When we received the invitation to write an article about MVA, we were perplexed.
How can we, who are confined within four walls in our Rome community, be asked to do this? For sure, we do not do mission animation. And yet, like all baptized and consecrated persons, are we not also missionaries, called to announce the Good News of Jesus Christ?
Paul VI, in Evangelii nuntiandi, wrote: “The Gospel must be proclaimed first of all by witness. Here is a Christian or a group of Christians who, within the human community in which they live, show their capacity for understanding and acceptance, their communion of life and destiny with others, their solidarity in the efforts of all for all that is noble and good. They also radiate, in a simple and spontaneous way, their faith in values that are beyond the ordinary, and their hope in something that we cannot see, that we would not dare to dream of. Through this wordless testimony, these Christians raise irresistible questions in the hearts of those who see them live: Why are they like this? Why do they live this way? What – or who – inspires them? Why are they in our midst? Such a witness is already a silent but very powerful and effective proclamation of the Good News.”
It is with joy that we share with you how we live missionary and vocational animation on a daily basis. As a community, we have at heart to pray regularly for missionary vocations.
A few months ago, Sr. Marie-Christine Rousseau was participating in a day of waste collection in the city, on the banks of the Tiber. She fell and suffered two fractures. From one day to the next she found herself in a hospital bed. She chose and accepted to be hospitalized in a public rehabilitation center, sharing her room with 3 other patients. She was cut off from the community for several weeks because of the covid measures that had been taken. As the centre where she was hospitalized was far from Rome, she accepted to have visits only once a week. With great courage and perseverance, she attended physiotherapy, an environment of contact, listening and sharing with the care givers. Questions arose about the end of life, the meaning of suffering, euthanasia, how Christians and non-Christians could act in a more human and fraternal way to relieve people’s suffering…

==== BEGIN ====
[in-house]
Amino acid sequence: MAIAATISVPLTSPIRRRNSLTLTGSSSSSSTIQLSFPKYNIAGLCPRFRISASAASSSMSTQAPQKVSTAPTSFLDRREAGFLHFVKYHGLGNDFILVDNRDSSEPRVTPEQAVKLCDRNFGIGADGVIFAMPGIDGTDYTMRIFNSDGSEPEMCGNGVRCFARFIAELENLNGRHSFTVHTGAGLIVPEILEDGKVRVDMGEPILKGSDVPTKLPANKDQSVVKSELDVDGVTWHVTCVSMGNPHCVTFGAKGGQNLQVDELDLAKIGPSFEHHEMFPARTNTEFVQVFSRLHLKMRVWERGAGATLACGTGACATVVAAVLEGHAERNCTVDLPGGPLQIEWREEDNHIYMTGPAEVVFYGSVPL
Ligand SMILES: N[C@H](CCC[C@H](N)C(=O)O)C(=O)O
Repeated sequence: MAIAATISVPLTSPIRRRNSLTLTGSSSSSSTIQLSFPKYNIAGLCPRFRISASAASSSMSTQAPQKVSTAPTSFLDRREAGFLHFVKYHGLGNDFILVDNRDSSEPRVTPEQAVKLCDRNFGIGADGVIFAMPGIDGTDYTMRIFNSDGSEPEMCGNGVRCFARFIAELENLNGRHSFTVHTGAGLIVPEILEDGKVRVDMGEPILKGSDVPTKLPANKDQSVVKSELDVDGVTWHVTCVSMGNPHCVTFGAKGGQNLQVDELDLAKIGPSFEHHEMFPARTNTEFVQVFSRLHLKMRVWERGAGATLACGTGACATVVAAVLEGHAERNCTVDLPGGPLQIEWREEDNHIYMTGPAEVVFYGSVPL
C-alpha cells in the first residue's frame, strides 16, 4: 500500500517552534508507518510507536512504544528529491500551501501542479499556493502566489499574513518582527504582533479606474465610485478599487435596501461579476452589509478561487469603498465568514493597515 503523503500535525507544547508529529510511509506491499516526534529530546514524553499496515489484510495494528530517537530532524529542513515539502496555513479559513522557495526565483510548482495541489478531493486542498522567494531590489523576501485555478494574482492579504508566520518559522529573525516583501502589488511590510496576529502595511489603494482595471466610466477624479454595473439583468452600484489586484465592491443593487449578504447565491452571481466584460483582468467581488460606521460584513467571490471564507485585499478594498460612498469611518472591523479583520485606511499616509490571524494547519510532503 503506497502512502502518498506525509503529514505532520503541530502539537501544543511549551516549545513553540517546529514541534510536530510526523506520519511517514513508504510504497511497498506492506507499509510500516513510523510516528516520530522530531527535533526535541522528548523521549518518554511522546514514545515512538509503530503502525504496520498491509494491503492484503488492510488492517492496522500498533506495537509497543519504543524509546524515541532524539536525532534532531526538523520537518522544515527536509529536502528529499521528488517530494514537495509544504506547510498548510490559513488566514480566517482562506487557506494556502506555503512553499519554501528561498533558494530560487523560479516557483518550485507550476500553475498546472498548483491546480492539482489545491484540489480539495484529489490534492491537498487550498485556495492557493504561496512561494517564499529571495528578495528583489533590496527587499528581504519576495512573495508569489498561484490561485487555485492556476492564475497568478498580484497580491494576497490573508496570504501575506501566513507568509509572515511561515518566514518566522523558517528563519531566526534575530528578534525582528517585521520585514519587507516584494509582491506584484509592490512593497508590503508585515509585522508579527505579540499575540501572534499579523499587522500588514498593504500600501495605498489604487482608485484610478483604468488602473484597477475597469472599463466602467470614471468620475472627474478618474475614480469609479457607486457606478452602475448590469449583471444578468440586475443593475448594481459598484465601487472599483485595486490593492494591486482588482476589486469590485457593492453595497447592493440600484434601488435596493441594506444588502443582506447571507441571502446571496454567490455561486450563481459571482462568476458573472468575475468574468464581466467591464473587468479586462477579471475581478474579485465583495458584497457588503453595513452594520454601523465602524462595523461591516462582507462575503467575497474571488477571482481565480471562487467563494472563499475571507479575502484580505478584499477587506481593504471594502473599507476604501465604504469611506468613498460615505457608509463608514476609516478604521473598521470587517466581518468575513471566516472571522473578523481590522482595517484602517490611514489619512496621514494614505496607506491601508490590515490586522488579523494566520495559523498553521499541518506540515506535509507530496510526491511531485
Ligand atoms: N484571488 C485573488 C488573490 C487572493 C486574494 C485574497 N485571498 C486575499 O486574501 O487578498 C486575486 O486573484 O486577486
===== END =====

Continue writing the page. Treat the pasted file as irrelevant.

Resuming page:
Being with fellow patients, some of whom were disoriented or depressed, she was able to be a comforting presence. Her hospitalization invited the community to get out of themselves, to find time to visit her, to get close to her through WhatsApp, while continuing their daily commitment. “Love one another, help one another” Mother Salome asked us.
Sr. Iwona, for her part, gives her heart and soul to her studies at the PISAI, wanting to prepare herself to meet Muslim believers in depth. Confronted with the difference, she allows herself to be transformed by the discovery of a different faith. The demands of her studies require her to spend hours and nights studying, sometimes stimulated by what she discovers, sometimes without much taste for it. She welcomes it out of love for the One who has chosen her and sent her to the midst of the Muslim peoples.
At present, she is the only religious in the PISAI community and this is an opportunity to make our charism known and to enter into simple and fraternal relationships with other students – lay or religious, professors and employees of the Institute.
In our relationship with our employees, and especially with the cook, we share our values related to the protection of the environment: use of water, electricity, sorting of waste… We ourselves try to be coherent with what we wish to see others live.
We are also privileged to have several Syrian, Afghan and Eritrean refugee families living in our house in the Villino. Some of us visit them from time to time. Each time we are challenged by the way they welcome us. Sometimes we are questioned by a young Muslim woman about our faith and have to give an account of it. On the occasion of the New Year, we received them in our house to share an evening together. What a joy it was to meet again after a year and to discover the path taken by each one. The joy of being able to communicate more easily thanks to the Italian language. The joy of feeling that we are united and that we enrich each other. We receive from them as much as we can offer.
We expanded the space of our tent by welcoming, for a fortnight, a refugee mother coming directly from a camp in Lebanon, with her sick child who had to be treated in Italy. Thanks to the linguistic and cultural richness of our community, we were able to get close to her and her child.
Thank you for having given us the opportunity to re-read our experience in the light of Mission and Vocation Promotion. Let us continue to walk together on this marvelous path of proclaiming the Good News!
Viale Trenta Aprile Community, Rome, Italy